The light-bulb went off while I was driving home last weekend. From the back seat of the car, my twin five-year-olds burst into song: "I'm a joker, I'm a smoker, I'm a midnight toker ..."
I have no idea where they heard such unsuitable lyrics (well, actually I do -- their father will be spoken to) but it occurred to me that, since they were in tune, hey, why shouldn't they put their talent to commercial use? I could rest and they could be the family breadwinners.
So within days I was sitting in a windowless room in Astoria, Queens, in a casting session for the US remake of the British TV series Life on Mars.
I'd already been faxed through the three pages of lines for the part of "young Colin" (Colin has a twin brother, apparently). We'd rehearsed in the kitchen the night before and, I must say, I was quite taken aback by how much they enjoyed themselves.
But in the audition waiting room the atmosphere was deadly serious.
My two wanted to talk to the other kids. But they were practising their lines with their parents. "Hey," said one of mine,"I say those sentences too." His rival's mother gave him a death stare.
Soon came our turn. In went the first twin. I thought it a bit odd he was away for 15 minutes. He only had four sentences to say. Then his brother went in. Then I was called. More death stares.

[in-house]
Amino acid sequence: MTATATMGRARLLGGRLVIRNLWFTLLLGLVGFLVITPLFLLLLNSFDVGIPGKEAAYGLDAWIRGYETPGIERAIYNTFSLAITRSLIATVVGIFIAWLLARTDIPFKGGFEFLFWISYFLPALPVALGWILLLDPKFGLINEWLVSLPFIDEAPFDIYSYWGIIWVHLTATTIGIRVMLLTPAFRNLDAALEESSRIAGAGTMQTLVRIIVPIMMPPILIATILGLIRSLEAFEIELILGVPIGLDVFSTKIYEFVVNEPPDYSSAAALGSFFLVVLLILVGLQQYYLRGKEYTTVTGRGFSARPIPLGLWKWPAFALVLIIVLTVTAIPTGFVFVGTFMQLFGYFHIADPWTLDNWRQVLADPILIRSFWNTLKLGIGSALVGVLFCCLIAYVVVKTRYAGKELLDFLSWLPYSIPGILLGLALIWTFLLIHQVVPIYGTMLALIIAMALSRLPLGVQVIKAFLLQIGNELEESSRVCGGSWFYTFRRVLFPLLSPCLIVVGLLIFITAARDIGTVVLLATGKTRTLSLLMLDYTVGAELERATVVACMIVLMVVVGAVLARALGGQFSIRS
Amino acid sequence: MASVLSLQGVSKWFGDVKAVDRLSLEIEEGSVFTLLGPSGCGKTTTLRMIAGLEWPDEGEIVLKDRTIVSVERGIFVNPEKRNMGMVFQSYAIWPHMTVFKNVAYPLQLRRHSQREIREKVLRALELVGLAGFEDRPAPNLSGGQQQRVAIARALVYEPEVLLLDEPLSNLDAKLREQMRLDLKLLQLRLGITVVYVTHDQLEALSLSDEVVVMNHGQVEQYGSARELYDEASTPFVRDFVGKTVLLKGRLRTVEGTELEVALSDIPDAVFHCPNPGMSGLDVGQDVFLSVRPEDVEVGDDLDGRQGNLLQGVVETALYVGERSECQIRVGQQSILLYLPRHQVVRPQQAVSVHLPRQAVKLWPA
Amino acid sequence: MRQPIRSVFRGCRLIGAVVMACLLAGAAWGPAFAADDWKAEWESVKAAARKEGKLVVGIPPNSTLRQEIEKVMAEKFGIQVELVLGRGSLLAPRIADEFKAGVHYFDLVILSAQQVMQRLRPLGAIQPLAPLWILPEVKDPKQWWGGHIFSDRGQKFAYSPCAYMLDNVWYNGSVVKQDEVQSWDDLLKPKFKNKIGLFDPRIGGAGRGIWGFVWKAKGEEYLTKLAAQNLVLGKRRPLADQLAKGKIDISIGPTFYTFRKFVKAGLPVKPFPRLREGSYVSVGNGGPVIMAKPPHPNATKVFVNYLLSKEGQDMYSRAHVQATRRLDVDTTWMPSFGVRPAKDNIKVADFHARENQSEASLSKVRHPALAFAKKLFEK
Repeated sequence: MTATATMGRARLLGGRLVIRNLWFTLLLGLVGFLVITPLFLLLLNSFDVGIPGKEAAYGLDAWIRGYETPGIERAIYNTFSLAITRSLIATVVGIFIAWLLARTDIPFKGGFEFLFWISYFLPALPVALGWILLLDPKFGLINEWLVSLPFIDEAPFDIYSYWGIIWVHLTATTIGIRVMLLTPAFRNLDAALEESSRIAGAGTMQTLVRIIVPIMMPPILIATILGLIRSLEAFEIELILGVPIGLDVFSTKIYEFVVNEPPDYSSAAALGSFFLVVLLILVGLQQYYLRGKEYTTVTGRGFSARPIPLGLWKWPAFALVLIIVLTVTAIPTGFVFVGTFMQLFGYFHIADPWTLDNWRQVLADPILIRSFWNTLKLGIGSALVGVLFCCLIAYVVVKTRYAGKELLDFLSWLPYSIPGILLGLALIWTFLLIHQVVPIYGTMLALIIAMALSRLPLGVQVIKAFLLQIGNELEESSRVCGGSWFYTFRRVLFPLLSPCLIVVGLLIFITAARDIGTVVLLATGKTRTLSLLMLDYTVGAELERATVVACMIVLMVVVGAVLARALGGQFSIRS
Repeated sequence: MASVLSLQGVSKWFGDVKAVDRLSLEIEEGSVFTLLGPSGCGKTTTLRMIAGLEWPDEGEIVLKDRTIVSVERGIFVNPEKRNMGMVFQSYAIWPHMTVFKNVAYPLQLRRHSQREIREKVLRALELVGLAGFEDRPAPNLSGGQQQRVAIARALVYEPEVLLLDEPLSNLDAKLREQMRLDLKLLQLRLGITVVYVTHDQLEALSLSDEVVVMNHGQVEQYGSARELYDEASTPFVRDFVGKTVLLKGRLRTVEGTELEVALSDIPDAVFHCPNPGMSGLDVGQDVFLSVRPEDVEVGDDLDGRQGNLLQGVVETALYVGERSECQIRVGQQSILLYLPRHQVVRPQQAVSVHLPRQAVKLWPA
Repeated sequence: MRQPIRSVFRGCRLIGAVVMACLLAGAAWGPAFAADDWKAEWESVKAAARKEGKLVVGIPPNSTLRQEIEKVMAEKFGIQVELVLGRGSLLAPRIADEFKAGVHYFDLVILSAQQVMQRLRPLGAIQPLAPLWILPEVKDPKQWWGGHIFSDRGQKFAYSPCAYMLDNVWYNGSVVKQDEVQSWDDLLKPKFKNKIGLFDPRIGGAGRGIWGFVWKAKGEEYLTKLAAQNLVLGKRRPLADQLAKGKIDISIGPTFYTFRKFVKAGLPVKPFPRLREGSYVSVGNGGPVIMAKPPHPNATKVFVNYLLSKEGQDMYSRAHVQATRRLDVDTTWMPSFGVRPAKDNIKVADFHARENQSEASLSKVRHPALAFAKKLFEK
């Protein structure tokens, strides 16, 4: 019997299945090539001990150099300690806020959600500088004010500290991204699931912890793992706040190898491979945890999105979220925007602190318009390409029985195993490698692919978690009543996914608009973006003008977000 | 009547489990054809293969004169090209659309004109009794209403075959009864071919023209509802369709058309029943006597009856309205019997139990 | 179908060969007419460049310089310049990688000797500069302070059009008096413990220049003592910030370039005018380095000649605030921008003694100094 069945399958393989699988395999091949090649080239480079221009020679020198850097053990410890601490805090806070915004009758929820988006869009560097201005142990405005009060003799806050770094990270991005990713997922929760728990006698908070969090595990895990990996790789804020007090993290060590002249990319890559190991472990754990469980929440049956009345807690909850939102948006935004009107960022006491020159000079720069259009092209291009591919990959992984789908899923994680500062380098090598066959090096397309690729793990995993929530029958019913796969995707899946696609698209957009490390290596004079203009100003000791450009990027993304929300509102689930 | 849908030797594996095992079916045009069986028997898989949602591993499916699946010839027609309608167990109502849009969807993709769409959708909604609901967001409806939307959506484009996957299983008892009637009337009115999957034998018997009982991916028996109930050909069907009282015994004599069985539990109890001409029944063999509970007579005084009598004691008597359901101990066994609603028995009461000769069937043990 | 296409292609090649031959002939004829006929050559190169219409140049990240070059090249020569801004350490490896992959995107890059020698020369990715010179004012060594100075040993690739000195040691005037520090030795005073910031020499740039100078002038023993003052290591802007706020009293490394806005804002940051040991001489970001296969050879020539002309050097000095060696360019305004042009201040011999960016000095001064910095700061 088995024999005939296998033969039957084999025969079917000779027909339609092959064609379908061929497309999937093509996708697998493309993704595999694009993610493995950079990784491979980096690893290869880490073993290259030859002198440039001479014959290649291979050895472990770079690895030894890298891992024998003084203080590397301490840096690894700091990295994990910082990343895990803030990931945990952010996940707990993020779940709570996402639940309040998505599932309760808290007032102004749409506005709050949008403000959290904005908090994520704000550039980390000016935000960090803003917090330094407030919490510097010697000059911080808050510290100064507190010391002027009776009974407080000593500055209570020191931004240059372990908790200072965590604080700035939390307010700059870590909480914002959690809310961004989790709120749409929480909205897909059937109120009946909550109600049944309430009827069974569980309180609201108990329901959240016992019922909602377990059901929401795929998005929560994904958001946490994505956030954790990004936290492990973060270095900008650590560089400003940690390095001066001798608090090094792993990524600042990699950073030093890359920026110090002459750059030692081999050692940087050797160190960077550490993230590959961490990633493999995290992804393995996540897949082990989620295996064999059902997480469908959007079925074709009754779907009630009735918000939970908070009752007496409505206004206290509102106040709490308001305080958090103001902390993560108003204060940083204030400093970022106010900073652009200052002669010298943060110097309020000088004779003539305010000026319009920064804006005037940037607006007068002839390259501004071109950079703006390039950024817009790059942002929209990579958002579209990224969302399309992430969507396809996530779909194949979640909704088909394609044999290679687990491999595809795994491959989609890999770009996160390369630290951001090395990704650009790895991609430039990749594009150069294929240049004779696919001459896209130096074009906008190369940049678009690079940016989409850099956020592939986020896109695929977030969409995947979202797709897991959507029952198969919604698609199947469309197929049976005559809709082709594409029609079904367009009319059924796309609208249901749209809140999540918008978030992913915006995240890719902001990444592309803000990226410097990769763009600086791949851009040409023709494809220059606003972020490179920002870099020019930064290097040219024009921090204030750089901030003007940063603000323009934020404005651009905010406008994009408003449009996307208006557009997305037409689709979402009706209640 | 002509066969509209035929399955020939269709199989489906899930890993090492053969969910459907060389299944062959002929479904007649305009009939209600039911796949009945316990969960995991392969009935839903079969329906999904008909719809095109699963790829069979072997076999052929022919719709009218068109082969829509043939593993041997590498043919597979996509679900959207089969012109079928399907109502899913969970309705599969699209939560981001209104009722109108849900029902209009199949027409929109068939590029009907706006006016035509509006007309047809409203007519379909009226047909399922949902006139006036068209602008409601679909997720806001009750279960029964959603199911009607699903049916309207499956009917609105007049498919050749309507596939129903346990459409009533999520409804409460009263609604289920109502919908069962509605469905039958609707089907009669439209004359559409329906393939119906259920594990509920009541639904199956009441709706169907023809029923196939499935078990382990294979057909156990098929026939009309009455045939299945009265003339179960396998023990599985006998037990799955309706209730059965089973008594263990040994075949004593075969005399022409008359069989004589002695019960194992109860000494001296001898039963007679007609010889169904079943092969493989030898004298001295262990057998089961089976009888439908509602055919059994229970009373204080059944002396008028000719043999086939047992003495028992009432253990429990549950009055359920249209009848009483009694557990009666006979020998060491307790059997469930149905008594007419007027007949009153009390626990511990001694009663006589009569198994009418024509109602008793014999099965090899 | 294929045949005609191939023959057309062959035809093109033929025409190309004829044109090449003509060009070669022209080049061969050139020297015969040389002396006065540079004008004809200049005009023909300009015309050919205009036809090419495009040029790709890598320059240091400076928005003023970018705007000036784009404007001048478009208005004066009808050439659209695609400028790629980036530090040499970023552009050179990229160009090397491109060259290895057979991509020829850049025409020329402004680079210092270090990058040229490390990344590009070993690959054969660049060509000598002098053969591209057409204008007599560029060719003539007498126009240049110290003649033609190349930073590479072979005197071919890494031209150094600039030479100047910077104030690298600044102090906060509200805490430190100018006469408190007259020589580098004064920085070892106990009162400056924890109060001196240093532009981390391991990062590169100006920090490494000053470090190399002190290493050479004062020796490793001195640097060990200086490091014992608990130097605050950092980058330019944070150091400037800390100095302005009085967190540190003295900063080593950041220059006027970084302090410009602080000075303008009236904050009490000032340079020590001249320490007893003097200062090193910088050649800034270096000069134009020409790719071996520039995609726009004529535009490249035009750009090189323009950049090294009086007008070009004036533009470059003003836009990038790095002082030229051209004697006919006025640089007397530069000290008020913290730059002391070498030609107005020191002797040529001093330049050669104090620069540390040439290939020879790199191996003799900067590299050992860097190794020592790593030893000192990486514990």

"Have they ever done this before?" the casting director, a nice brusque woman, wanted to know. "Er ... no," I stammered.
"Could they stay and meet the director in two hours?" Two hours?
"Absolutely not," I said thinking of all I had to do that day. She looked a bit surprised. We settled that they'd return during lunch hour in the next week.
The boys never met the director. The casting director now says she needs much older boys - but I was told she will want mine for other projects.
Had my unaccommodating attitude ruined it for the offspring, I asked their "agent". I was assured, no. She added: "Most mothers call every morning wanting to know if jobs are available, and their children are utterly obnoxious. Until they are 10 this doesn't hurt the kid's chances, but generally casting directors don't want nuisances on the set."
It's a relief: I'm not a "stage-mother". Except I am still working -- and the boys are still singing inappropriate songs in the back of the car.
This article was originally published by the London Evening Standard
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